Archives by Day

June 2021
SuMTuWThFSa
12345
6789101112
13141516171819
20212223242526
27282930

Shin Megami Tensei III Nocturne HD Remaster

Platform(s): Nintendo Switch, PC, PlayStation 2, PlayStation 4
Genre: Role-Playing
Publisher: Atlus
Release Date: May 25, 2021

Advertising

As an Amazon Associate, we earn commission from qualifying purchases.





Switch/PS4/PC Preview - 'Shin Megami Tensei III: Nocturne HD Remaster'

by Chris "Atom" DeAngelus on April 20, 2021 @ 7:00 a.m. PDT

Shin Megami Tensei III Nocturne HD Remaster is based on the special edition "director's cut" version of the game that was released in Japan earlier this year, which features an appearance from Devil May Cry's Dante.

Pre-order Shin Megami Tensei III: Nocturne HD Remaster

Shin Megami Tensei III: Nocturne was pretty much the game that got the Shin Megami Tensei franchise off the ground overseas. While earlier attempts were made, they were often plagued by inexplicable localizations (Persona: Revelations) or didn't showcase the franchise's strong points (Demikids). Nocturne had the advantage of being one of the best SMT titles ever made, and its success was the first step in a long road that leads us to the Persona 5s of today. It's no surprise that fans are pretty excited about an HD port of the PS2 classic, and we got some hands-on time with Shin Megami Tensei III: Nocturne HD Remaster.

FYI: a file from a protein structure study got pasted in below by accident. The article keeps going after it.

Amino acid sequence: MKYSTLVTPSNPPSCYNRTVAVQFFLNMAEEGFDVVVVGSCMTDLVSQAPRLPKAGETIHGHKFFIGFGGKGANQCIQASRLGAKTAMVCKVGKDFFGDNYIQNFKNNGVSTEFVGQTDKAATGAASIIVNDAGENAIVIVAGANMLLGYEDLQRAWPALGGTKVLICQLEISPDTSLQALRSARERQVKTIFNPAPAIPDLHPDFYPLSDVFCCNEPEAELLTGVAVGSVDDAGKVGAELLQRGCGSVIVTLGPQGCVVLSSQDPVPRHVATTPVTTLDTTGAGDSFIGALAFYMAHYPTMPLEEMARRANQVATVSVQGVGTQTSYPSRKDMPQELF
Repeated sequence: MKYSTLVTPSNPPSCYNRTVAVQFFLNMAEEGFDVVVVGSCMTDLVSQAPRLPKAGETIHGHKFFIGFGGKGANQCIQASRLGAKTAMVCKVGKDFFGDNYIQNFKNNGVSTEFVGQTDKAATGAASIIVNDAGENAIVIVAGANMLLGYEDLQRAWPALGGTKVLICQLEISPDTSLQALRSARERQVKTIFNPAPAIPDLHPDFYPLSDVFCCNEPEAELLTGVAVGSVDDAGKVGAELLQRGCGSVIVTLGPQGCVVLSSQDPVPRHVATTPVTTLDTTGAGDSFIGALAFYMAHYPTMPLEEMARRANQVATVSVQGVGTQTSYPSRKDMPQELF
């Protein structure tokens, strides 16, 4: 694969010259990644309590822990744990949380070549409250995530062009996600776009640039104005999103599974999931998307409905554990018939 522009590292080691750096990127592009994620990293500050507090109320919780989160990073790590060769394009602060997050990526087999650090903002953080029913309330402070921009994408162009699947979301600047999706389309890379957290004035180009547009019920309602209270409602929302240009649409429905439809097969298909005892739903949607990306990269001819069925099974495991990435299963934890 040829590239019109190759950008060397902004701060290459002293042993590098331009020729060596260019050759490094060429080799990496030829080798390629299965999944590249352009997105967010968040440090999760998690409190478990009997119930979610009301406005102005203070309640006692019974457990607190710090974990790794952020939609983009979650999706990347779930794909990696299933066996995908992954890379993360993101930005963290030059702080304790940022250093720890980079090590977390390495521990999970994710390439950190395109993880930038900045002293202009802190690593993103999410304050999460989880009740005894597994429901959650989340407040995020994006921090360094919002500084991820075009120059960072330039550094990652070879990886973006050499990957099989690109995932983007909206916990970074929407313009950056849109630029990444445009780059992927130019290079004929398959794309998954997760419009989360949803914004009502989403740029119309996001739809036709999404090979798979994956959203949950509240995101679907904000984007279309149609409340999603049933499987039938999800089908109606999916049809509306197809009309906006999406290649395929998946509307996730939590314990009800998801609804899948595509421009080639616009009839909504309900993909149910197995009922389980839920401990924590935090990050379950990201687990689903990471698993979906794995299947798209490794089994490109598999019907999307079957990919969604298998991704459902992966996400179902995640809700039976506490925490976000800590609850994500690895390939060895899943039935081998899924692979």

Nocturne HD Remaster is set in modern times, around 2003 or so. You play as an average Japanese student who is supposed to meet his teacher at a mysterious hospital. Along with his friends, he ventures there just in time for the world to end. A mysterious event known as the Conception occurs, obliterating everything outside of Tokyo and turning Tokyo into a spherical world. The hero only survives by being granted a power that turns him into a half-human/half-demon known as the Demi-fiend. Now the player must travel through Tokyo as the Demi-fiend to figure out what the mysterious event means for the world.


There are two separate versions of Nocturne available, based around which guest character shows up. In the default version of the game, Raidou Kuzunoha of the PS2 Raidou Kuzunoha titles shows up as an antagonist-slash-ally of the Demifiend. In the special Maniax DLC, which comes free with the digital deluxe edition, Dante of Devil May Cry fame appears instead. From what we heard, this is largely for flavor rather than a drastic change, but it's a fun twist to bring Dante into a game about demon slaying. (The original PS2 release featured him, so nostalgia would err on the side of that.)

As a mainline Shin Megami Tensei game, Nocturne is based around demon training rather than set characters. Your main character, the Demi-fiend, is the only constant in battle. To fill out the rest of the team, you'll need to negotiate with the demonic enemies that you're fighting. Negotiation is pretty similar to the later games in the series: You answer some questions, offer some items, and hope that luck and the phase of the moon are in your favor, so they actually decide to join.

Something Nocturne does that you don't see in the more recent games is Evolution — in the Pokémon sense. If you get a demon to a certain level, they may transform into a new and stronger form. A good example is the Pixie, which is your first demon. With a small handful of levels under her belt, she'll transform into High Pixie with improved stats. It's a nice way to keep demons relevant for longer and encourage you to stick with one for a while.